For weeks I've been wearing either a Barkers for Barack or Bloggers for Obama button on my daily trips to Miko's Corner dog park. I seldom hear a comment on these, even when Cayenne wears a Barkers button on her bandanna. But today I wore my Obama T-shirt for the first time, and that provoked a stronger reaction. Nobody said anything to me about it, but they did talk to each other:

Woman #1: I should have the word McCain tattooed to my forehead.
Woman #2: I was going to wear my Obama shirt today.
Woman #1: I should have worn my Palin shirt. Can you imagine?

Young Man on Bench (to wife or girlfriend): Don't worry. We have two McCain stickers on one car!

Such is life in Tucson, 13 days out from the election.

Tonight I posted a brief entry on my Obama blog, which cross-posted as a one-line tease on Facebook. I decided to mess around with Facebook for a few minutes and in so doing discovered their Dogbook section. Cayenne and Pepper are now on Dogbook, with profile pictures and photo galleries and membership in a group for their favorite dog park. Feel free to friend them, or have your pets do so. (Yes, there's a Catbook app, too.)

In other news, Huffington Post has published a roundup of Off the Bus "Grassroots Correspondent" entries, featuring my button maker photo at the top of the page. As it happens, more than a few of them are from AZ and NM, and most of them are much more interesting than mine. Check them out!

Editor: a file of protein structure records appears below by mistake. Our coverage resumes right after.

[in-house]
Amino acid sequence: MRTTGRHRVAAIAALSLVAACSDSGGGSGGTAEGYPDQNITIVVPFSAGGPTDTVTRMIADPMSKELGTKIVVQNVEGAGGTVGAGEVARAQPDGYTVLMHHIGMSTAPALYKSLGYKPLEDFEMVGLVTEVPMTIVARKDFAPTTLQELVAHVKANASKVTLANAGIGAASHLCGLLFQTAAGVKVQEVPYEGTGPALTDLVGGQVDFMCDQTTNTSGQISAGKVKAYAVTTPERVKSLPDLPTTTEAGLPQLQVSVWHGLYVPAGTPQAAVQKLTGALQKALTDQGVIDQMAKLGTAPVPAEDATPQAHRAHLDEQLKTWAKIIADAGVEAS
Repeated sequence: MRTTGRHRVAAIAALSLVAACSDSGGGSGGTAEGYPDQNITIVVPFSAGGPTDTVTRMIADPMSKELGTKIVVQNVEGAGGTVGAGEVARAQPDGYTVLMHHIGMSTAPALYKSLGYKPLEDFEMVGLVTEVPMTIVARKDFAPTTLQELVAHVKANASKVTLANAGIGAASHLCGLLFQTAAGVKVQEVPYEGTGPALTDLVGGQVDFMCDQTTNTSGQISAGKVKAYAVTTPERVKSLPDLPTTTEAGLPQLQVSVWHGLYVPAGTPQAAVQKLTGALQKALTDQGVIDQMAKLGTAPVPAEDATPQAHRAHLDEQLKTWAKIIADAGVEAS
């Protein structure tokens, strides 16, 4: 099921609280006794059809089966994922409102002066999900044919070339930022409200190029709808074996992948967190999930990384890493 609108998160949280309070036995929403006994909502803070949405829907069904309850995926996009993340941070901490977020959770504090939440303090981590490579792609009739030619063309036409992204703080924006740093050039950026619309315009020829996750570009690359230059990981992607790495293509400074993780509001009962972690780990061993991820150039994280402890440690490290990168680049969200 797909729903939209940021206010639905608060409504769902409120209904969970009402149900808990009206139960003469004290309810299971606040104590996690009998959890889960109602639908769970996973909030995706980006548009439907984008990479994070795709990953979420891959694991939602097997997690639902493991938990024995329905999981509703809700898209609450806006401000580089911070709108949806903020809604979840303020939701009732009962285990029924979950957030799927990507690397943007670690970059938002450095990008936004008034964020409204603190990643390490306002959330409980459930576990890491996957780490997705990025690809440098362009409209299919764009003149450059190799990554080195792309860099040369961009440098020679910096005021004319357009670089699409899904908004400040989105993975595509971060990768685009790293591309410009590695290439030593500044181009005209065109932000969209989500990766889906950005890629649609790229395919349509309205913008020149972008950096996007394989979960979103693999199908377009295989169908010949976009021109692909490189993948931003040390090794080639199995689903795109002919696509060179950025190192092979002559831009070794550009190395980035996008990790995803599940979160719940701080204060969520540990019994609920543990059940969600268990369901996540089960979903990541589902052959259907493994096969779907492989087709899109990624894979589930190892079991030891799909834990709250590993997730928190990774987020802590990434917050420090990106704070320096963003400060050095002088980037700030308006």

Wednesday, October 22, 2008

Internet Connections and a Trip to Walgreen's

I didn't get to Pima Country Democratic Headquarters today.

First off, here are some updates to stuff I've mentioned here at the Outpost recently:
  • I did get a real, face to face interview with a prospective employer today. I like the company, the pay and my prospective boss, and the company is not in a distressed industry as my last three non-temp jobs eventually were. I should know by the end of the week whether I got past the other candidates for the job.
  • My toes seem to be much better. Apparently they're not broken after all. The second toe is still red and sore and its nail is broken, but the bones seem to be intact.
  • Two emails arrived today from people I knew over 30 years ago, courtesy of the Huffington Post piece. The first was from one of several people named John that I knew before meeting the one I married. The second was from a good friend from high school, the Star Trek club and late night D&D sessions. I love that supporting the Obama campaign can bring about the unintended benefit of reconnecting old friends.
  • Speaking of HuffPo, another mass email came in from them, soliciting photos for grassroots correspondents' entries. I've reached the conclusion that the article reached the editor as text, with the photos and links stripped out. Kudos to him or her for somehow restoring the one link that mattered most. Anyway, I sent off the photos again, this time as attachments, with a couple more thrown in to give the editor more options.